I don’t have an actual diagnosis of overtraining. What I do have is a cluster of symptoms, and an itchy feeling in the back of my brain that I need to take some time off (while having the compulsive urge to push on.)
Here’s a bit of a time line.
Early March, I purchased a new pair of running shoes after more than a few months of not running, but primarily doing elliptical training at the gym. That was just over a month and a half ago. While I was doing regular work-outs at the gym, with cardio and strength training, I know I wasn’t really pushing that hard, even if I was going for 45 minutes of cardio. With my new running shoes, I started back with my 30 minute walk/run, doing about 2.15 miles in 30 minutes, at best. This is almost average for me.
I can’t remember exactly when I got bitten by the bug to train – maybe it was just the neighborhood 5K that I did a month ago. (Was it only a month ago?!) In a matter of weeks, I doubled my mileage and duration. I didn’t slowly amp-up, no – I went straight for it. I have become faster, and just yesterday did a painful 20 minute jog under a 11 min/mi pace! I was even walking faster! However, I woke up this morning (actually, throughout the night) to my muscles being sore and tight again, and feeling a general sense of anxiety and dread. I loved the calorie burn pay-off I was getting from all that training I was doing. However, the flood of adrenaline to my body from training is not loving my psyche.
Running makes me feel like a superwoman when I’m in the moment, and the run is good. My body feels battered right now, my psyche feels battered, I’m wanting to quit running, while simultaneously wanting to have the strength and will to hit the pavement.
Overtraining has the symptom of decreased performance – and I don’t know if I’ve got that yet (although yesterday’s run that didn’t last more than 20 minutes may count.) I certainly have some of the physiological and psychological effects. (TMI: My period was over 10 days late, which can be another symptom of overtraining.) I’m frustrated with my body right now, the same way I get frustrated when I’m sick. My body is just not wanting to cooperate with what my mind wants to do.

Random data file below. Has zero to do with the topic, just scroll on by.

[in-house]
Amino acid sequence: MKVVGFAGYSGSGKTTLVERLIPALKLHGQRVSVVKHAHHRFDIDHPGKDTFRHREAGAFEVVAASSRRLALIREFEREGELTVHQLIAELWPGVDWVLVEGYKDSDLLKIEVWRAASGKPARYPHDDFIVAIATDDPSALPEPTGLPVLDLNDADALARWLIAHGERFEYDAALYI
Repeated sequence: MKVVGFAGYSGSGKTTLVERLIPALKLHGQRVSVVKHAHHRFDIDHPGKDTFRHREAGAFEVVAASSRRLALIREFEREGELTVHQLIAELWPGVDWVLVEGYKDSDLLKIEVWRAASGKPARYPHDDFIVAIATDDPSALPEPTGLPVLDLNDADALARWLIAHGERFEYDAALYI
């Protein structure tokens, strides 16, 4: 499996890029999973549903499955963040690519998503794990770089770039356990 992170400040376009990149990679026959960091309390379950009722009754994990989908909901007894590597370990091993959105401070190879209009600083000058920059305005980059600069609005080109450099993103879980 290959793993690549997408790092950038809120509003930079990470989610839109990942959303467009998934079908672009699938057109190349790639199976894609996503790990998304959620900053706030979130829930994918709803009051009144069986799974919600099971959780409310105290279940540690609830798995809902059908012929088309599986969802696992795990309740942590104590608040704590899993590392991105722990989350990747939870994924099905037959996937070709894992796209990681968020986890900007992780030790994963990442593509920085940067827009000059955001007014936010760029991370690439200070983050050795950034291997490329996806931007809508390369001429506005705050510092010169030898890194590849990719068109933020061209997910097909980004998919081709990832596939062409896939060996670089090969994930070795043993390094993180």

Maybe this is an opportunity to be still, and be mindful. Maybe, just maybe, I need to take a week off. A real week. Not just a couple days (as I did earlier this week.)
What will I write about here? Not training? I’m sure that my 3 readers will read anyway. For everyone else that might stumble upon this blog – stay tuned.
Overtraining and Injury Prevention
PDF Overtraining and Amenorrhea
6 thoughts on “Coming to Grips with Overtraining”
One suggestion I saw recently is that if you have pain, anything like an injury, or etc. cut your mileage in half, then ramp up from that new point. Usually 10% a week is considered OK, that means it should take you about 8 weeks to double your distance, so you'd have to be prepared to not be doing your current mileage for another couple months. But you'd be less likely to be feeling injured and overtrained. Taking a week off then going back to what you're doing now sounds more stressful.I wrote a little program that calculates 10% running distance increases, so if you were to send me a recent representative week's runs I could turn the crank and send you a running program that will not increase too harshly 🙂